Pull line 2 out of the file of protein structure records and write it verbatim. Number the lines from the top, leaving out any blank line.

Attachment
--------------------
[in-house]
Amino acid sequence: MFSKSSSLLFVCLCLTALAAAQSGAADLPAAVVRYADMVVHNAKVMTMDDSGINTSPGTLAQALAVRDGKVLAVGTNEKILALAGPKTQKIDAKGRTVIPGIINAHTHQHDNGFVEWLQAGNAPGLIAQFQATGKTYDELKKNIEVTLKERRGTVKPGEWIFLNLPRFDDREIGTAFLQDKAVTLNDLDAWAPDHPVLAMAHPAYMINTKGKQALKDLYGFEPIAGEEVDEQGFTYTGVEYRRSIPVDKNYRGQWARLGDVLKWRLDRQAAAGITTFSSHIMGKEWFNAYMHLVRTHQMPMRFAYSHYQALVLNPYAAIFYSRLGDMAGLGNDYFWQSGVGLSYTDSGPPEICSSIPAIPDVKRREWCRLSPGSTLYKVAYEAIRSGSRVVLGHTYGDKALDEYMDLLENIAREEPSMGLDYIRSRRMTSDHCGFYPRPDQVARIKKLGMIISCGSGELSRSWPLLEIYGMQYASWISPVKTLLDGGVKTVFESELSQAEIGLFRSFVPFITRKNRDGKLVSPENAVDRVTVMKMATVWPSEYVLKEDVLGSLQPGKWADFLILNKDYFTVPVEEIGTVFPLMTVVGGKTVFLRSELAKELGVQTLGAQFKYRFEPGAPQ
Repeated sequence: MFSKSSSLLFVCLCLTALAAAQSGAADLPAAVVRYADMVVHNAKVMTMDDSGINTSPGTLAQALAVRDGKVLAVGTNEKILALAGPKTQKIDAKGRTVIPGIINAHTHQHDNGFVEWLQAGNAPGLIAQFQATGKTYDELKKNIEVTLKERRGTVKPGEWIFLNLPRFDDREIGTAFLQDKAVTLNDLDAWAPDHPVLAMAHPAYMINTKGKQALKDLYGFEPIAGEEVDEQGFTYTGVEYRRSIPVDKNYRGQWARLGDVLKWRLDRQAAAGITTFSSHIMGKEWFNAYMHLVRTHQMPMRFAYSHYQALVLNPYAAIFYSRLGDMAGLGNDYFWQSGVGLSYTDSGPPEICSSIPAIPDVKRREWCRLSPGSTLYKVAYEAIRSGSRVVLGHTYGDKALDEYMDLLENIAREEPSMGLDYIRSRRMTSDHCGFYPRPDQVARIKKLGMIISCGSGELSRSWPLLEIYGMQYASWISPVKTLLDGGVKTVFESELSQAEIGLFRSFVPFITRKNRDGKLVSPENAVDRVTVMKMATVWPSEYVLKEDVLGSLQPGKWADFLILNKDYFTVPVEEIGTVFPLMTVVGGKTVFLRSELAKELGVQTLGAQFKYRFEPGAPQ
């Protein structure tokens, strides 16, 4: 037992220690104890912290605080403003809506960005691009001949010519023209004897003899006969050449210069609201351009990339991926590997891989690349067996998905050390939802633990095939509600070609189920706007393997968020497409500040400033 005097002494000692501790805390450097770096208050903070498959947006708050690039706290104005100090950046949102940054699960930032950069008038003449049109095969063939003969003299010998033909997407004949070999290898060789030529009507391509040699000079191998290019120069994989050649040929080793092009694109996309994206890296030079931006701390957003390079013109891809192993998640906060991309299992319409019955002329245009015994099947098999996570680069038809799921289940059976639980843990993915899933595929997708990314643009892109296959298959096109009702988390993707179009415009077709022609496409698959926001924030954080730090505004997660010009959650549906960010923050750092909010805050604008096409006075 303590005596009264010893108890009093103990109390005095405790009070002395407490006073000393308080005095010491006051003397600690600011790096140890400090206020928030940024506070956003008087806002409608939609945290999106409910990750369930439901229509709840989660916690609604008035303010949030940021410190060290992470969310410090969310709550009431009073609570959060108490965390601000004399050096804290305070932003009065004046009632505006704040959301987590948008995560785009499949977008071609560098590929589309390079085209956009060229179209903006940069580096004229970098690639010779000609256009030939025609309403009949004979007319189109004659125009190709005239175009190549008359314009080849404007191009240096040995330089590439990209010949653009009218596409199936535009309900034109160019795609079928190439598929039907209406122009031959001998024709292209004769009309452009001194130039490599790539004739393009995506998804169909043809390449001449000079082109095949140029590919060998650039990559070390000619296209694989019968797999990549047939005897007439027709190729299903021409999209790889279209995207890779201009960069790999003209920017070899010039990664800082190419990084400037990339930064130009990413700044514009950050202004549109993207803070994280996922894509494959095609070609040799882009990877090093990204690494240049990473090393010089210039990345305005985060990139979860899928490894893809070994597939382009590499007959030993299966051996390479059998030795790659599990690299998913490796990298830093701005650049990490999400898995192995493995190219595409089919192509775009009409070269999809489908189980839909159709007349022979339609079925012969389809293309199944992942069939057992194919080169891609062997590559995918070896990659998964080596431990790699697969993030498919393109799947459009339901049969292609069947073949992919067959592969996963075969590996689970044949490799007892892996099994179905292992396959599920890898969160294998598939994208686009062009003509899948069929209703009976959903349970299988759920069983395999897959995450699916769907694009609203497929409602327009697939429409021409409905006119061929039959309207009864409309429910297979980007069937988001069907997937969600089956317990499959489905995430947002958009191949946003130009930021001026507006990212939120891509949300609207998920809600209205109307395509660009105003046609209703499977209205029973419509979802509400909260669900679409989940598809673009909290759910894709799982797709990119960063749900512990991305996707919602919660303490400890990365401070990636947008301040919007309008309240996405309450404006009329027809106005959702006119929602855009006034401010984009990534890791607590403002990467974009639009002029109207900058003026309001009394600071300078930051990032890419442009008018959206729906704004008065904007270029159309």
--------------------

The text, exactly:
Amino acid sequence: MFSKSSSLLFVCLCLTALAAAQSGAADLPAAVVRYADMVVHNAKVMTMDDSGINTSPGTLAQALAVRDGKVLAVGTNEKILALAGPKTQKIDAKGRTVIPGIINAHTHQHDNGFVEWLQAGNAPGLIAQFQATGKTYDELKKNIEVTLKERRGTVKPGEWIFLNLPRFDDREIGTAFLQDKAVTLNDLDAWAPDHPVLAMAHPAYMINTKGKQALKDLYGFEPIAGEEVDEQGFTYTGVEYRRSIPVDKNYRGQWARLGDVLKWRLDRQAAAGITTFSSHIMGKEWFNAYMHLVRTHQMPMRFAYSHYQALVLNPYAAIFYSRLGDMAGLGNDYFWQSGVGLSYTDSGPPEICSSIPAIPDVKRREWCRLSPGSTLYKVAYEAIRSGSRVVLGHTYGDKALDEYMDLLENIAREEPSMGLDYIRSRRMTSDHCGFYPRPDQVARIKKLGMIISCGSGELSRSWPLLEIYGMQYASWISPVKTLLDGGVKTVFESELSQAEIGLFRSFVPFITRKNRDGKLVSPENAVDRVTVMKMATVWPSEYVLKEDVLGSLQPGKWADFLILNKDYFTVPVEEIGTVFPLMTVVGGKTVFLRSELAKELGVQTLGAQFKYRFEPGAPQ